Sir John Balchen
In the west aisle of the north transept of Westminster Abbey is a memorial to Admiral Sir John Balchen (or Balchin). The white and grey marble monument, signed by sculptor Peter Scheemakers, shows a relief of a ship sinking in a storm, with naval instruments and trophies. The inscription reads:
To the memory of Sr JOHN BALCHEN, Kt. Admiral of the White Squadron of his MAJESTY'S Fleet who in the year 1744 being sent out Commander in Chief of the combined fleets of England & Holland, to cruise on the enemy was on his return home in his MAJESTY'S ship the VICTORY lost in the Channel by a violent storm, from which sad circumstance of his death we may learn that neither the greatest skill, judgment, or experience, join'd to the most firm unshaken resolution can resist the fury of the winds and waves, and we are taught from the passages of his life which were fill'd with great and gallant actions but ever accompanied with adverse gales of fortune, that the brave, the worthy, and the good man, meets not always his reward in this world. Fifty eight years of faithful and painful services he had pass'd when being just retired to the Government of Greenwich Hospital to wear out the remainder of his days, he was once more and for the last time call'd out by his KING & Country whose interest he ever preferr'd to his own, and his unweareid zeal for their service ended only in his death, which weighty misfortune to his afflicted family became heighten'd by many aggravating circumstances attending it, yet, amidst their grief had they the mournful consolation to find his gracious and royal master, mixing his concern with the general lamentations of the publick, for the calamitous fate of so zealous, so valiant, and so able a commander, and as a lasting memorial of the sincere love and esteem born by his widow to a most affectionate and worthy husband, this honourary monument was erected her her. He was born Febry. ye 2d 1669, Married SUSANNAH the daughter of Coll: APRICE of WASHINGLY in the county of HUNTINGDON. Died October ye 7th 1744 leaving one son and one daughter the former of whom GEORGE BALCHEN survived him but a short time, for being sent to the WT.INDIES in 1745 Commander of his MAJESTY'S ship the PEMBROKE he died at BARBADOES in Decber. the same year aged 28 having walked in the steps and imitated the virtues and bravery of his good but unfortunate father.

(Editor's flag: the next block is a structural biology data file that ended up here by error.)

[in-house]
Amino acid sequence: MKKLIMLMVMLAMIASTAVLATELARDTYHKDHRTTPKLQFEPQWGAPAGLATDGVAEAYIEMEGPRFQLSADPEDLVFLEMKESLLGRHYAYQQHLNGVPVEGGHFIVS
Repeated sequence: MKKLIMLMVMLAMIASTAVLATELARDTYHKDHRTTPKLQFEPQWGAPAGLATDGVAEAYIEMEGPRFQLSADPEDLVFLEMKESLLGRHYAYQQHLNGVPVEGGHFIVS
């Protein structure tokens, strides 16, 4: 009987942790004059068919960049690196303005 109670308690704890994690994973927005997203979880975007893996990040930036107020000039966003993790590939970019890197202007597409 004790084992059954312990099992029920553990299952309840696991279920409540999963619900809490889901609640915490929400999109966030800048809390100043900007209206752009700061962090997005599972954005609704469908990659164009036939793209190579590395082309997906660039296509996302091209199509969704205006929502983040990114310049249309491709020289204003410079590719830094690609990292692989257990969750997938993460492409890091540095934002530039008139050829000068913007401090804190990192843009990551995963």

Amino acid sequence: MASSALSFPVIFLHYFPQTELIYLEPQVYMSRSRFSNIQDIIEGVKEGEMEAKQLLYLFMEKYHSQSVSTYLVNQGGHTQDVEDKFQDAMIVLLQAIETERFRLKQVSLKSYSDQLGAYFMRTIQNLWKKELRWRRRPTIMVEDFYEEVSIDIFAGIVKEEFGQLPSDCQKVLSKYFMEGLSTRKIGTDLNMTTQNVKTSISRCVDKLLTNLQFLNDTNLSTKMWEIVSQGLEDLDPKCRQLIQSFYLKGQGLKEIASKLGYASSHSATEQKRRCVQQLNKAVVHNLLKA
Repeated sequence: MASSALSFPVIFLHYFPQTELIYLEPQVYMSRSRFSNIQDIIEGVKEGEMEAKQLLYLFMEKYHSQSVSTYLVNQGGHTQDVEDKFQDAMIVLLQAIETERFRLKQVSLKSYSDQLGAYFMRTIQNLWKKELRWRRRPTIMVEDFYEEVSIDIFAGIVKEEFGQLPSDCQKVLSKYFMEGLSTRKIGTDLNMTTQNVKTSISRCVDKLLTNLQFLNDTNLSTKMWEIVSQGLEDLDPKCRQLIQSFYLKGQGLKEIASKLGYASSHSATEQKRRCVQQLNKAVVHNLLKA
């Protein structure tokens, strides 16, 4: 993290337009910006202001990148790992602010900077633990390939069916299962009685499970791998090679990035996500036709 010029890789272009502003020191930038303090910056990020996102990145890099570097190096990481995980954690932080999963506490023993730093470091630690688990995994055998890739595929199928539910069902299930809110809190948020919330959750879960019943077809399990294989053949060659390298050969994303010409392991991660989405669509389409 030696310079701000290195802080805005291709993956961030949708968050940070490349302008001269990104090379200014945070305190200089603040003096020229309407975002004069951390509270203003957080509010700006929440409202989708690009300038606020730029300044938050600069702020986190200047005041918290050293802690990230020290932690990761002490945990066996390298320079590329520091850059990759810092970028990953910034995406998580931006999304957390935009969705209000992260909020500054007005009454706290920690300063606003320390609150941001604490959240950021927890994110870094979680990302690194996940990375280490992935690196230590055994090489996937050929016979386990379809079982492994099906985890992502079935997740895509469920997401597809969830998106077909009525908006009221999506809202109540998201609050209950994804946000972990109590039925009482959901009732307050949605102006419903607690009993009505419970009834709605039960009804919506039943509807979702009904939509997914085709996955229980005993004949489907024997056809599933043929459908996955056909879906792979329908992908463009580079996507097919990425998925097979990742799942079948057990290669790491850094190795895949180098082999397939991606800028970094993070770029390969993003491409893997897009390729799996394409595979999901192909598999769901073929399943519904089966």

The date of birth given on the memorial is in Old Style dating, now called 1670. Permission to erect the monument was given by the Dean and Chapter of Westminster in November 1745 and it was in position by May 1746. At the top of the monument is a painted coat of arms: "vert, a crescent between eight estoiles in orle or" (a green shield with gold stars and a crescent, for Balchen) impaling "three spear heads argent" (for Aprice). The crest is an anchor with three fleur de lys.
He was born at Godalming in Surrey, son of John Balchin, a farmer, and his wife Ann (Edsur). The admiral always spelt his name Balchen. He joined the navy and served in the West Indies and later in West Africa. Of his six children four died before him. Widow Susannah died in 1752. Their daughter Frances married Captain (later Vice Admiral) Temple West and she erected the memorial to her husband in the north choir aisle of the Abbey.
A design for the memorial is in the Victoria and Albert Museum